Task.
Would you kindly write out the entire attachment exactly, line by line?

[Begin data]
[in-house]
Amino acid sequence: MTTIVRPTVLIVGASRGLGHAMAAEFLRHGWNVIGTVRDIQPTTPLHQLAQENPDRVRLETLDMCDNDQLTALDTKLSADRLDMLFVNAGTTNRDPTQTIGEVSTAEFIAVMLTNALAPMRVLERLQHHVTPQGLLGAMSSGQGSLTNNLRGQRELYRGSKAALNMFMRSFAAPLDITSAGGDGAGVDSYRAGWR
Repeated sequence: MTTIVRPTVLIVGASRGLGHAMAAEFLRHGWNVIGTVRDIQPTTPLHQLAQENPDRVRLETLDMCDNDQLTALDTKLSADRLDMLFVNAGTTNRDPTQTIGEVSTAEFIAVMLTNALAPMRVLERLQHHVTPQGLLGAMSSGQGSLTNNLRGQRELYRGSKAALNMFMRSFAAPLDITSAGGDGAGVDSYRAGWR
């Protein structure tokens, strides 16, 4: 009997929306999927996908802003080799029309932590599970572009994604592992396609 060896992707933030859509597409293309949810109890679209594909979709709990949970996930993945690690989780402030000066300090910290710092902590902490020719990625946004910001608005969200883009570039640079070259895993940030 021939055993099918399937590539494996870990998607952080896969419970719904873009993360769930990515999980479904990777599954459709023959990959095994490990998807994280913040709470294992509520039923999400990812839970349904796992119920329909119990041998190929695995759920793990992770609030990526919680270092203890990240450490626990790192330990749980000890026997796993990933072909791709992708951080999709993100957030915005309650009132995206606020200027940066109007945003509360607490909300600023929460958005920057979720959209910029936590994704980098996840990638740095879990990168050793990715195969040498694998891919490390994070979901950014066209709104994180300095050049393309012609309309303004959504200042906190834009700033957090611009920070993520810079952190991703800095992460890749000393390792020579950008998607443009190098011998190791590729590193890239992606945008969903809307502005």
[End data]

[in-house]
Amino acid sequence: MTTIVRPTVLIVGASRGLGHAMAAEFLRHGWNVIGTVRDIQPTTPLHQLAQENPDRVRLETLDMCDNDQLTALDTKLSADRLDMLFVNAGTTNRDPTQTIGEVSTAEFIAVMLTNALAPMRVLERLQHHVTPQGLLGAMSSGQGSLTNNLRGQRELYRGSKAALNMFMRSFAAPLDITSAGGDGAGVDSYRAGWR
Repeated sequence: MTTIVRPTVLIVGASRGLGHAMAAEFLRHGWNVIGTVRDIQPTTPLHQLAQENPDRVRLETLDMCDNDQLTALDTKLSADRLDMLFVNAGTTNRDPTQTIGEVSTAEFIAVMLTNALAPMRVLERLQHHVTPQGLLGAMSSGQGSLTNNLRGQRELYRGSKAALNMFMRSFAAPLDITSAGGDGAGVDSYRAGWR
């Protein structure tokens, strides 16, 4: 009997929306999927996908802003080799029309932590599970572009994604592992396609 060896992707933030859509597409293309949810109890679209594909979709709990949970996930993945690690989780402030000066300090910290710092902590902490020719990625946004910001608005969200883009570039640079070259895993940030 021939055993099918399937590539494996870990998607952080896969419970719904873009993360769930990515999980479904990777599954459709023959990959095994490990998807994280913040709470294992509520039923999400990812839970349904796992119920329909119990041998190929695995759920793990992770609030990526919680270092203890990240450490626990790192330990749980000890026997796993990933072909791709992708951080999709993100957030915005309650009132995206606020200027940066109007945003509360607490909300600023929460958005920057979720959209910029936590994704980098996840990638740095879990990168050793990715195969040498694998891919490390994070979901950014066209709104994180300095050049393309012609309309303004959504200042906190834009700033957090611009920070993520810079952190991703800095992460890749000393390792020579950008998607443009190098011998190791590729590193890239992606945008969903809307502005």